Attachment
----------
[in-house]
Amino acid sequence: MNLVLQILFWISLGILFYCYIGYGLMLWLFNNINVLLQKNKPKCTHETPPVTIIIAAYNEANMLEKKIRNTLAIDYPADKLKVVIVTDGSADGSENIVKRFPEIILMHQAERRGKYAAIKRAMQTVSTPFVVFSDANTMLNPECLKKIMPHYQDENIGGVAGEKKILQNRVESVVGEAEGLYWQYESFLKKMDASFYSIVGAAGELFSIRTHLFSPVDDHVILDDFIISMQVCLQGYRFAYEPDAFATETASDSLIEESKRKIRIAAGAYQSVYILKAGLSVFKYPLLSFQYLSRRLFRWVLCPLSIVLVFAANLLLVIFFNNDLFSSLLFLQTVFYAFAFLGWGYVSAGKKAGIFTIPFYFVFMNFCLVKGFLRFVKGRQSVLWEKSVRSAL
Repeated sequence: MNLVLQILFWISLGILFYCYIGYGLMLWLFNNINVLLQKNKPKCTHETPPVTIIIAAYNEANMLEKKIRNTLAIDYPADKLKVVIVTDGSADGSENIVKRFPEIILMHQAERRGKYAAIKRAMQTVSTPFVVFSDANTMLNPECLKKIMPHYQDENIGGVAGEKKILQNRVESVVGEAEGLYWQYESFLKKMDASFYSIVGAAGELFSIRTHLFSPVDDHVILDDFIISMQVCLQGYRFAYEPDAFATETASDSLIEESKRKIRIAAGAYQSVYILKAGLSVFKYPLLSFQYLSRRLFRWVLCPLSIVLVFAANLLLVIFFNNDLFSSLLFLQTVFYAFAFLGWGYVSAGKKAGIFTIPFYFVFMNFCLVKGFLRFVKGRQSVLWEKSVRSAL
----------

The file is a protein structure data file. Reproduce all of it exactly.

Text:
[in-house]
Amino acid sequence: MNLVLQILFWISLGILFYCYIGYGLMLWLFNNINVLLQKNKPKCTHETPPVTIIIAAYNEANMLEKKIRNTLAIDYPADKLKVVIVTDGSADGSENIVKRFPEIILMHQAERRGKYAAIKRAMQTVSTPFVVFSDANTMLNPECLKKIMPHYQDENIGGVAGEKKILQNRVESVVGEAEGLYWQYESFLKKMDASFYSIVGAAGELFSIRTHLFSPVDDHVILDDFIISMQVCLQGYRFAYEPDAFATETASDSLIEESKRKIRIAAGAYQSVYILKAGLSVFKYPLLSFQYLSRRLFRWVLCPLSIVLVFAANLLLVIFFNNDLFSSLLFLQTVFYAFAFLGWGYVSAGKKAGIFTIPFYFVFMNFCLVKGFLRFVKGRQSVLWEKSVRSAL
Repeated sequence: MNLVLQILFWISLGILFYCYIGYGLMLWLFNNINVLLQKNKPKCTHETPPVTIIIAAYNEANMLEKKIRNTLAIDYPADKLKVVIVTDGSADGSENIVKRFPEIILMHQAERRGKYAAIKRAMQTVSTPFVVFSDANTMLNPECLKKIMPHYQDENIGGVAGEKKILQNRVESVVGEAEGLYWQYESFLKKMDASFYSIVGAAGELFSIRTHLFSPVDDHVILDDFIISMQVCLQGYRFAYEPDAFATETASDSLIEESKRKIRIAAGAYQSVYILKAGLSVFKYPLLSFQYLSRRLFRWVLCPLSIVLVFAANLLLVIFFNNDLFSSLLFLQTVFYAFAFLGWGYVSAGKKAGIFTIPFYFVFMNFCLVKGFLRFVKGRQSVLWEKSVRSAL